Notes Norman Watson Come Up Short

By Associated PressJuly 31, 2005, 4:00 pm
2005 U.S. Senior OpenKETTERING, Ohio -- Two of the biggest names in golf, senior or otherwise, lingered near the leaderboard but never really threw a scare into the leaders in Sunday's final round of the U.S. Senior Open.
Greg Norman shot a solid 69 that left him at 276, just two shots back of winner Allen Doyle. But Norman didn't make a birdie on the back nine and never got closer than two shots.
``I've really got no complaints with the way I played. It was just really frustrating with the putter,'' Norman said. ``I'm sure there are a lot of players who are saying the same thing, except for the guy who won the tournament.''
Tom Watson closed with a 71 to finish at 277, three shots behind the winner.
Disappointed by the way he played, Watson said he wasn't displeased with the way his month has gone.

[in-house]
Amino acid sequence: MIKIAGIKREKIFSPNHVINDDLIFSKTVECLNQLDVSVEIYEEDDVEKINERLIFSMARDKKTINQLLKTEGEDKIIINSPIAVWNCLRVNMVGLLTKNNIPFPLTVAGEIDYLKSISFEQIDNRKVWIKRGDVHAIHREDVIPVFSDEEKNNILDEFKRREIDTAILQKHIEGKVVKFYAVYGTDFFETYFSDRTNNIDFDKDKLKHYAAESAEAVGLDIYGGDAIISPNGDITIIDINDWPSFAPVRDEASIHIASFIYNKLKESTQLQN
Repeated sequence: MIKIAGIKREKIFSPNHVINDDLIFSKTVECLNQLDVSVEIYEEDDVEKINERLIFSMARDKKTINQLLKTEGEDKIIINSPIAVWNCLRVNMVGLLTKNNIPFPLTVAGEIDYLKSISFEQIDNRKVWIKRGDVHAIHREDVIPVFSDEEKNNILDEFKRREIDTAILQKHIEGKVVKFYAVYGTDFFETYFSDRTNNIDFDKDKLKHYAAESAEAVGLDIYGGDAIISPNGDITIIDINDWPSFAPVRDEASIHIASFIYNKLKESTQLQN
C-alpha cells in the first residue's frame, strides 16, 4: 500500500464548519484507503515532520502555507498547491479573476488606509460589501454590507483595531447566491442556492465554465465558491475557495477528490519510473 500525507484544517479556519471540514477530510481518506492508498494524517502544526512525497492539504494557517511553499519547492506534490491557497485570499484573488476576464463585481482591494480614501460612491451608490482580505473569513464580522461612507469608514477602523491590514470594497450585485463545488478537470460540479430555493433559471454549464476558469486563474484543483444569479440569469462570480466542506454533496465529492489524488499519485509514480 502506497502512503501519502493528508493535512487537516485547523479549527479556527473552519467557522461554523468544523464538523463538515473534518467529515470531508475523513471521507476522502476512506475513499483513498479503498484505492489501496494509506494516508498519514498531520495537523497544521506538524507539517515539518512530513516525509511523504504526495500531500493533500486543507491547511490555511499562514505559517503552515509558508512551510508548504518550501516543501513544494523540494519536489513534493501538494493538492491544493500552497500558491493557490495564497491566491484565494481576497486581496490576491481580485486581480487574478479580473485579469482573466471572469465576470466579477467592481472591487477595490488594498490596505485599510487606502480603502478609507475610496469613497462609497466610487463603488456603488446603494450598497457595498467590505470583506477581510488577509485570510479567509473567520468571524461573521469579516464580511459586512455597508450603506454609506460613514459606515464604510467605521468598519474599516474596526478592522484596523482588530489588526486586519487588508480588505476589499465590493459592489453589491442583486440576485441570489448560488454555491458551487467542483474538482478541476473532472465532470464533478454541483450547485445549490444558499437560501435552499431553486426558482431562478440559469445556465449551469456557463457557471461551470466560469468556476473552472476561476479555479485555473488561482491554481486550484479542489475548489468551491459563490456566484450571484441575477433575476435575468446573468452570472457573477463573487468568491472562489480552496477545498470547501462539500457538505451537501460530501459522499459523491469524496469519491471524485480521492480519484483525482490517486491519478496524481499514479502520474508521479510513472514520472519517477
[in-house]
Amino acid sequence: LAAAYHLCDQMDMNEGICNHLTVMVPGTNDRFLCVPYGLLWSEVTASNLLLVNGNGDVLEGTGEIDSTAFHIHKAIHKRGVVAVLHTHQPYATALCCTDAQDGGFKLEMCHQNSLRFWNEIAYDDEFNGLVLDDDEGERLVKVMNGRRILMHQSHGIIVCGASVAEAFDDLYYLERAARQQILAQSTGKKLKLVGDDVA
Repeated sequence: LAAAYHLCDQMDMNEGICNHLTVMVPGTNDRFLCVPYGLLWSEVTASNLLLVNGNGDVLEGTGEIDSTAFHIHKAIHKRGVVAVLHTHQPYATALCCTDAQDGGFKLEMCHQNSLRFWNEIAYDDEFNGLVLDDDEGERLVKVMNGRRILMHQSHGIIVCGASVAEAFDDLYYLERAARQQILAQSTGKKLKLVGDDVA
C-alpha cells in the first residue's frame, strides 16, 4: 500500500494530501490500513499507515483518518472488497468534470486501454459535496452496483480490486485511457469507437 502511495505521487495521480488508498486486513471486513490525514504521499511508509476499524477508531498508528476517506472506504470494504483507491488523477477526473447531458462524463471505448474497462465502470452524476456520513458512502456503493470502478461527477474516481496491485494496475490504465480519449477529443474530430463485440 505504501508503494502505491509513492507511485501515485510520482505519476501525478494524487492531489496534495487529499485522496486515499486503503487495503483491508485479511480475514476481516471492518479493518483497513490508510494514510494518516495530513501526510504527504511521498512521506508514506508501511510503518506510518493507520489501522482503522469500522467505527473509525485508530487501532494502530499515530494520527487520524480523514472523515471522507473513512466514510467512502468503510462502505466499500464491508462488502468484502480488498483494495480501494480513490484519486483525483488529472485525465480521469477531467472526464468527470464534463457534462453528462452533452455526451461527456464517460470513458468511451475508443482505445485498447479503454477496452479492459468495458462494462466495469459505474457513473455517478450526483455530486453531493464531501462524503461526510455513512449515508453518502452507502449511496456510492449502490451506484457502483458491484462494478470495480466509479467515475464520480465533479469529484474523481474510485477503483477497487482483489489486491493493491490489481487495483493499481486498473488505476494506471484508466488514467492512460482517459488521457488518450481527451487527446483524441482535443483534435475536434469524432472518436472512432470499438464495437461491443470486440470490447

``It was a good July,'' Watson said. ``I had a third at the British Open against the kids. I played half decently. Then I won (at the Senior British Open), then I finished top 10 here. It wasn't too bad of a run.''
It's a short, crooked 380-yard par-4, the kind of hole that makes pros salivate and duffers smile: Big curving drive and a short iron to a large green, and then a putt for birdie.
But in the final round of the U.S. Senior Open on Sunday, the 11th hole at NCR Country Club got the best of the 50-and-over crowd.
Loren Roberts came to the hole fresh from back-to-back birdies, carrying a one-shot lead over Craig Stadler and D.A. Weibring.
``Basically, the 11th hole was my whole tournament,'' Roberts said.
Stadler, who had double-bogeyed the ninth hole and then three-putted the next for par, needed a birdie to turn things around. Instead, he hit a pull-hook off the tee deep into the woods, punched out, and then airmailed his approach about 30 feet over the pin. Two putts later, he had another bogey and was on his way to a dreadful 76.